Subject: Re: make update hell
To: Pavel Cahyna <email@example.com>
From: Jeremy C. Reed <firstname.lastname@example.org>
Date: 10/07/2004 09:02:38
On Thu, 7 Oct 2004, Pavel Cahyna wrote:
> > One solution (but has not been done yet) is to take advantage of the
> > information already recorded by pkgsrc. We have the list of libraries
> > provided and required in the +BUILD_INFO files (see PROVIDES= and
> > REQUIRES=). Maybe we can add some rules that check this information on
> > installs and deinstalls and upgrades.
In addition, this would especially help when PKGREVISIONS are accidently
not (manually) bumped, because the SONAME (or library name) matching can
be an automated check. ("Sorry you can't replace this package because bar
needs libfoo.4.so and the new libfoo package provides libfoo.5.so.")
I use packages on systems that don't have pkgsrc building. I have a custom
pkg_install tool that I use to upgrade packages in place (by overwriting).
Also regular pkg_add also offers an upgrade option (by pkg_delete first
but packages needing that package are not deleted). Being able to have a
second check for library names would be great.
> The intent is to use this infomation to tell if a "make replace" is safe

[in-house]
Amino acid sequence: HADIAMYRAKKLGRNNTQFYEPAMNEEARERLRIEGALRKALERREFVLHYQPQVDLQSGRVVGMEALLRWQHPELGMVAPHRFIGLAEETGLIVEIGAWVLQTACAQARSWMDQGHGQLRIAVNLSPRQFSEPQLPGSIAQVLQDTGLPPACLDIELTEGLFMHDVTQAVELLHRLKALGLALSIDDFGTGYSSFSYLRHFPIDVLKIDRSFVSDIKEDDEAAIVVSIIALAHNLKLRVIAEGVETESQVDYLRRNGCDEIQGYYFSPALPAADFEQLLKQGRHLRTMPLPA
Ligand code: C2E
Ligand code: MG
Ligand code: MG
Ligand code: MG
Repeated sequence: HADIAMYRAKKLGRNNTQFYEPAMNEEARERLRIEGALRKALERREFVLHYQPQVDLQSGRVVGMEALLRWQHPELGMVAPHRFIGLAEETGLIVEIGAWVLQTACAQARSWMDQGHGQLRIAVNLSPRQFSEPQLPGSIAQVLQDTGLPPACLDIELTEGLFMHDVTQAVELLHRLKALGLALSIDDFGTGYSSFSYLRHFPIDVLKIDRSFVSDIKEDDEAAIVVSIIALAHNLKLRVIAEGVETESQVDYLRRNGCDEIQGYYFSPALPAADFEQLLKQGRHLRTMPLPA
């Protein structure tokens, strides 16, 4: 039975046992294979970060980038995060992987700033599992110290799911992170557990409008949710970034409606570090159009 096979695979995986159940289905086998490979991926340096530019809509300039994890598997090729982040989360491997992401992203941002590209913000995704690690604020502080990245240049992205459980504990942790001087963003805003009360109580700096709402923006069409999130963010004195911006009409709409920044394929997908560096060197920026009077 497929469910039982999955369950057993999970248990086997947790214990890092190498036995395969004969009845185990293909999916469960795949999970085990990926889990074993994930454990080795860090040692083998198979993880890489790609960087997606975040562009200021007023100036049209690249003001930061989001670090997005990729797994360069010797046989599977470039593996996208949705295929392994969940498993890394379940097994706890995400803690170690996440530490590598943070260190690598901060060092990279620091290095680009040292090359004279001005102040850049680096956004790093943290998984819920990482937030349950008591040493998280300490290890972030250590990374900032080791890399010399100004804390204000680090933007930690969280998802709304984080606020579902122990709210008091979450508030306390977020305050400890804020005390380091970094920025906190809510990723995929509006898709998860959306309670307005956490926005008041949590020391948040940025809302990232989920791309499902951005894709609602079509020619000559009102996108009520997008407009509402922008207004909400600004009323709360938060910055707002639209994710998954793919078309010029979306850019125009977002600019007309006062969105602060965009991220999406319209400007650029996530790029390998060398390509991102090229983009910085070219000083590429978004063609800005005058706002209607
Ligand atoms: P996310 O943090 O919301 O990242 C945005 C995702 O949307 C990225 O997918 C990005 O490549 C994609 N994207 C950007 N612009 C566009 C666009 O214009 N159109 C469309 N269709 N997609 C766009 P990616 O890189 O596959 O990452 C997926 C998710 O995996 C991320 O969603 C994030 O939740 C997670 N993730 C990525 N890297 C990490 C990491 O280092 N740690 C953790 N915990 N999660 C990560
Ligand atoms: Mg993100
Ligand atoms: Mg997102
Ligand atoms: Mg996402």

> or not? It would be a step forward, but it still would not enable to have
> multiple versions of a library installed in parallel, no? So if "make
> replace" decided that it would be unsafe, nothing would break, but you
> still would have no way to proceed except rebuilding all the depending
> packages. Is this correct?
Using pkgsrc in the norml way, yes.
> I saw a thread recently on tech-pkg@ that discusses something like
> embedding a version number in package name, That would probably help in
> this situation.
In a few cases, this is already done. But even they may have potential
issues when they are upgraded.
And patching packages to train them to install in different locations can
be a lot of work. For example, simply changing the library name can be
easy, but what about numerous headers and numerous other shared files?
They may need to be renamed or moved to their own directories to not
conflict. This is could be a lot of work for just one single package
because software may have to be patched a lot to know where its data is
stored and to make sure it doesn't use other date.
Pkgsrc also provides a system called pkgviews. You can install packages
many times -- each is stored to its own directory. I have used it some and
it appears to work fine. Not all packages are available for pkgviews yet
but many are. Give pkgsrc's pkgviews a try.
Jeremy C. Reed
technical support & remote administration